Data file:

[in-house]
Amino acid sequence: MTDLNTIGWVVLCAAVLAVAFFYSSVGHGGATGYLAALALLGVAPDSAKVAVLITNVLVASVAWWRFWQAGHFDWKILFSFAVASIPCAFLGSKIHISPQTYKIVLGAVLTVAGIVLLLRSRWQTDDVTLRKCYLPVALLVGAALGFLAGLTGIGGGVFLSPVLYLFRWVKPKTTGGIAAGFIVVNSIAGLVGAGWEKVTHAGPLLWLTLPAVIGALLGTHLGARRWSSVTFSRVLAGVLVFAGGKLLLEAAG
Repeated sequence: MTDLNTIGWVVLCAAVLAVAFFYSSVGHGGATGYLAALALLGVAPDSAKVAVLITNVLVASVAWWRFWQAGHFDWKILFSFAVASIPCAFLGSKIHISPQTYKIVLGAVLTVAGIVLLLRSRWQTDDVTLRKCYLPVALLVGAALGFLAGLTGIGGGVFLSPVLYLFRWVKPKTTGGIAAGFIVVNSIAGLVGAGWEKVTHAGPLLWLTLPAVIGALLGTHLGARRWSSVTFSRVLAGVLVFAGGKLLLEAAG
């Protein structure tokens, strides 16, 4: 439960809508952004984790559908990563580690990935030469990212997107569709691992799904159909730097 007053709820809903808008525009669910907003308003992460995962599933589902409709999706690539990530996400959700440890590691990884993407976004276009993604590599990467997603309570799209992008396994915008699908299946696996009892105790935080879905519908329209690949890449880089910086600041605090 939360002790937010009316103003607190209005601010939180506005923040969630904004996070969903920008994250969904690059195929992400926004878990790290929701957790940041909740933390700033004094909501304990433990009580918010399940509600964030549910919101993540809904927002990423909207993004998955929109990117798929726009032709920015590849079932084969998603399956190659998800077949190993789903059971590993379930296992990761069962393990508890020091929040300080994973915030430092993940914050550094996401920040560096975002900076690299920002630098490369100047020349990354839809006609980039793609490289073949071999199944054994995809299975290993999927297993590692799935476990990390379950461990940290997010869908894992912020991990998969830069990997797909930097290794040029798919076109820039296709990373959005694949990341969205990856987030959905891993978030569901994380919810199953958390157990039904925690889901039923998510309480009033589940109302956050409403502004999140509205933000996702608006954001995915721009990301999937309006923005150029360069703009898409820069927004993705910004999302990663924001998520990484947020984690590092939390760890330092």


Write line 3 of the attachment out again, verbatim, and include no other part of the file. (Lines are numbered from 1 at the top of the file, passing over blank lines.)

Repeated sequence: MTDLNTIGWVVLCAAVLAVAFFYSSVGHGGATGYLAALALLGVAPDSAKVAVLITNVLVASVAWWRFWQAGHFDWKILFSFAVASIPCAFLGSKIHISPQTYKIVLGAVLTVAGIVLLLRSRWQTDDVTLRKCYLPVALLVGAALGFLAGLTGIGGGVFLSPVLYLFRWVKPKTTGGIAAGFIVVNSIAGLVGAGWEKVTHAGPLLWLTLPAVIGALLGTHLGARRWSSVTFSRVLAGVLVFAGGKLLLEAAG